In the framework of the Israel Women’s Network and Calcalist’s project, this analysis was examined and it turns out that it was done only partially. “Most of the government ministries did not analyze the entire budget from a gender perspective; they analyzed budget expenditures of previous years without analyzing the manner in which the budget was allocated in order to try to narrow gaps,” says Zalkind.
What can be learned about the level of equality in government ministries? A positive point can be found in the report on wage expenditure in the civil service and security agencies, which presents data from 2017 and was published in February 2019. This report shows various data on gender gaps between the government ministries. For example, it was found that wage gaps between men and women in the civil service system ranged from 9% to 28%, while in the entire economy, the gap during that year was 36%. The average wage gap in government ministries was 15%. According to the report, one of the reasons why wage gaps in government offices are lower than in the general economy is the fact that in the state service, workers’ wages are not determined in negotiations with the employer at the beginning.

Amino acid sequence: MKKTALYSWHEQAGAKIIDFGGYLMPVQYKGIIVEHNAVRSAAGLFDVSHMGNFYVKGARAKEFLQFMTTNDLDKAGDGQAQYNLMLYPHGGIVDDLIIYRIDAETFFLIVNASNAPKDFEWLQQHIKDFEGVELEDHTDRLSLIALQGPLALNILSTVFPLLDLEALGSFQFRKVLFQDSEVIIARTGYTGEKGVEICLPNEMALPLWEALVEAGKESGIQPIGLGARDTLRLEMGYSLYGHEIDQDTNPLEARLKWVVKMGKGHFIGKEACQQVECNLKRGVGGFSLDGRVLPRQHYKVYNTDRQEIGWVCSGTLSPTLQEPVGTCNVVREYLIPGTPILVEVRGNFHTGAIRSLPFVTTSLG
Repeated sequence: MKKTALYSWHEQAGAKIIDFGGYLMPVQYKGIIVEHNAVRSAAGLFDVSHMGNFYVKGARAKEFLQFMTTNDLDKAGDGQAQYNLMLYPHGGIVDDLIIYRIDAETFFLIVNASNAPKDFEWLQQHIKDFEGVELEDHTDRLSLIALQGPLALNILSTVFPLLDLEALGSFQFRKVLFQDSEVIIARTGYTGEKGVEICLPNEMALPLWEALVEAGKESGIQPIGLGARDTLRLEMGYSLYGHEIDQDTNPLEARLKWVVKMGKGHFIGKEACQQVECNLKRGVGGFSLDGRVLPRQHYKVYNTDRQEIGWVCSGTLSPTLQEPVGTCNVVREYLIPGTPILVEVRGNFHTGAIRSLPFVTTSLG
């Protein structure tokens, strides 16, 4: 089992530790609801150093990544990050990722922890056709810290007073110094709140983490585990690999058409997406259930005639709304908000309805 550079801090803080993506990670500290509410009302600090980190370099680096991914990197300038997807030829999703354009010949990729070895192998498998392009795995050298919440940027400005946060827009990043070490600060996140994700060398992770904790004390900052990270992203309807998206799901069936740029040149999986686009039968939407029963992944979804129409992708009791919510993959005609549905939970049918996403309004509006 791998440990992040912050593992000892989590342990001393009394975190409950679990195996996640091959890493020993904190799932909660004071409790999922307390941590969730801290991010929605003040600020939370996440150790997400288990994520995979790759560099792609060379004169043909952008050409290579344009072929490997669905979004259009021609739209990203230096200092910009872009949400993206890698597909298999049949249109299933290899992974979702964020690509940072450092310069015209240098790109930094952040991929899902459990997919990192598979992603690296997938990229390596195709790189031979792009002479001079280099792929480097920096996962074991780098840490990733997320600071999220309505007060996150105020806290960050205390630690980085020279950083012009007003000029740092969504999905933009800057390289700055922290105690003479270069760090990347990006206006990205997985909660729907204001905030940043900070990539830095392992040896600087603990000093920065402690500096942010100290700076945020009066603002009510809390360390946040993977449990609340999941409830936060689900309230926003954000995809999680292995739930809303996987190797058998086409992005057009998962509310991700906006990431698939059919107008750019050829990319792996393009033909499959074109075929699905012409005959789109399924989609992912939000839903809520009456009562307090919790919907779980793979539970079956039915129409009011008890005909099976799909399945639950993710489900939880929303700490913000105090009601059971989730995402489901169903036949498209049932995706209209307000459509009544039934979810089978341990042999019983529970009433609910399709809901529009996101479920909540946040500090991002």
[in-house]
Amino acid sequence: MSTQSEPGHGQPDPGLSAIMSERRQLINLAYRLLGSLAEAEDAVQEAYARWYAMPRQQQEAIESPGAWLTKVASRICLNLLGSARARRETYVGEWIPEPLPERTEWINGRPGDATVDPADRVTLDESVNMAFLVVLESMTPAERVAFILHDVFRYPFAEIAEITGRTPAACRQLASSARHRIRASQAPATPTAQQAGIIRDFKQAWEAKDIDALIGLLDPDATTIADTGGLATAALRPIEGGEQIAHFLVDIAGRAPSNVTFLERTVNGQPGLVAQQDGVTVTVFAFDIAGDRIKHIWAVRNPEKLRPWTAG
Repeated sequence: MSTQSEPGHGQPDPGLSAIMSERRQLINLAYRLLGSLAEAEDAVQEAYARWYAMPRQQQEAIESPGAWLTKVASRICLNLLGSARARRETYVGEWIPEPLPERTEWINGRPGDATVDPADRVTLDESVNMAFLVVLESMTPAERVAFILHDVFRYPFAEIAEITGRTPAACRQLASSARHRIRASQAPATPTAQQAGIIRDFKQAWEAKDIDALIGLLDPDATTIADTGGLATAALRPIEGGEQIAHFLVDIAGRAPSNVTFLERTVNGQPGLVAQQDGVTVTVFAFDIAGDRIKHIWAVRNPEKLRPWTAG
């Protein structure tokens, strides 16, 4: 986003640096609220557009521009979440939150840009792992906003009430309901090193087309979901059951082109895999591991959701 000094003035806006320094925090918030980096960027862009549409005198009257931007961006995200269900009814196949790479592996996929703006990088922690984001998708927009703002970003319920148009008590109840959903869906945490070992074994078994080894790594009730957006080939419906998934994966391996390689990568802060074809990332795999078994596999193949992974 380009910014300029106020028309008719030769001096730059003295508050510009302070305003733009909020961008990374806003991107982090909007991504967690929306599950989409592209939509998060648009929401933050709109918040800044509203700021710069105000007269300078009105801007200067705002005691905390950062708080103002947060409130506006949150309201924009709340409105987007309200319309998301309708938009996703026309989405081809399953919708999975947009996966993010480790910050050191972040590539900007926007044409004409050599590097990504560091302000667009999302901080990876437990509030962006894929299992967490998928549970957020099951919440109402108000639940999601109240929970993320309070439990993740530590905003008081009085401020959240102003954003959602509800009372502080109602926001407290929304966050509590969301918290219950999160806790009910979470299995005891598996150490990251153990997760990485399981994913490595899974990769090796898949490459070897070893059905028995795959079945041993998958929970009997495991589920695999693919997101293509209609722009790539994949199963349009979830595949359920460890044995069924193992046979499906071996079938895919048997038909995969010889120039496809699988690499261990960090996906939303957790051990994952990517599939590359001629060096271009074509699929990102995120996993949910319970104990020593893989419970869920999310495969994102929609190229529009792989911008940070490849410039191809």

In addition, the report shows that the gender wage gap in the civil service stems from many factors, including the number of additional jobs and the compensation for them, the average job size, etc. In the Ministry of Defense, the gap is 21%, 29% for the Ministry of Transport, and 25% for the Ministry of Finance. The Ministry of Justice has the smallest gap, which stands at only 2%.
Another large gap identified by the project was found in the government health system – 28% lower for women. In some rankings within the health system, this gap is even greater: for example, the gender wage gap between pharmacists is 38%. The proposed explanations for these disparities are particularly distinct: a significant difference in the number of jobs, with women on the average working only part-time, and the fact that men hold higher managerial positions characterized by higher wages.
Women are a central force in the Israeli public sector and in many government ministries they constitute a majority of the employees. Nevertheless, their representation among the senior echelon remains insignificant and far from reflecting both their share of the population and the offices themselves. “The situation is bleak even from a historical perspective,” Zalkind explains. “In two of the ministries examined (Interior and Finance) only two women have served as directors since the establishment of the state.
When reviewing the percentage of women in senior positions from among the ministries examined, the Ministry of Justice is the only office in which the percentage of women serving at senior levels is similar to that of Ministry employees. In all of the others, the situation is far from satisfactory. A particularly low grade in this index was given to the Ministry for the Advancement of the Periphery, the Negev and the Galilee, in which not one woman serves in a senior position.”